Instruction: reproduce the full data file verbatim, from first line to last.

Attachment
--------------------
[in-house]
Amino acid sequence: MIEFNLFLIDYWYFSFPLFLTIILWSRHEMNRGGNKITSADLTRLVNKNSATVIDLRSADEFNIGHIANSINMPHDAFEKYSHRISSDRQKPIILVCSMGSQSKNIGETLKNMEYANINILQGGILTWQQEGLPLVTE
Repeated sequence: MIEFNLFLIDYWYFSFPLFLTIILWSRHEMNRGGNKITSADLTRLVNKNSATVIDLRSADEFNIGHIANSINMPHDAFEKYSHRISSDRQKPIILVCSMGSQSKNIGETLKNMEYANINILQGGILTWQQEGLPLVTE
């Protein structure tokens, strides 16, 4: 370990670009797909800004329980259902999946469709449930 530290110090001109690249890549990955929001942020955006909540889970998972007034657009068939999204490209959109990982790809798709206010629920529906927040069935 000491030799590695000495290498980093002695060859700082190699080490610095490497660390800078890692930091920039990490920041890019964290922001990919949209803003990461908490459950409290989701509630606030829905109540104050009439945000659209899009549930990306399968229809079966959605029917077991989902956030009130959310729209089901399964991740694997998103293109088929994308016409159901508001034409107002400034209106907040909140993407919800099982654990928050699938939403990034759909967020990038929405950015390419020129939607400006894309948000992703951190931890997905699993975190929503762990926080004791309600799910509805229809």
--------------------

[in-house]
Amino acid sequence: MIEFNLFLIDYWYFSFPLFLTIILWSRHEMNRGGNKITSADLTRLVNKNSATVIDLRSADEFNIGHIANSINMPHDAFEKYSHRISSDRQKPIILVCSMGSQSKNIGETLKNMEYANINILQGGILTWQQEGLPLVTE
Repeated sequence: MIEFNLFLIDYWYFSFPLFLTIILWSRHEMNRGGNKITSADLTRLVNKNSATVIDLRSADEFNIGHIANSINMPHDAFEKYSHRISSDRQKPIILVCSMGSQSKNIGETLKNMEYANINILQGGILTWQQEGLPLVTE
């Protein structure tokens, strides 16, 4: 370990670009797909800004329980259902999946469709449930 530290110090001109690249890549990955929001942020955006909540889970998972007034657009068939999204490209959109990982790809798709206010629920529906927040069935 000491030799590695000495290498980093002695060859700082190699080490610095490497660390800078890692930091920039990490920041890019964290922001990919949209803003990461908490459950409290989701509630606030829905109540104050009439945000659209899009549930990306399968229809079966959605029917077991989902956030009130959310729209089901399964991740694997998103293109088929994308016409159901508001034409107002400034209106907040909140993407919800099982654990928050699938939403990034759909967020990038929405950015390419020129939607400006894309948000992703951190931890997905699993975190929503762990926080004791309600799910509805229809």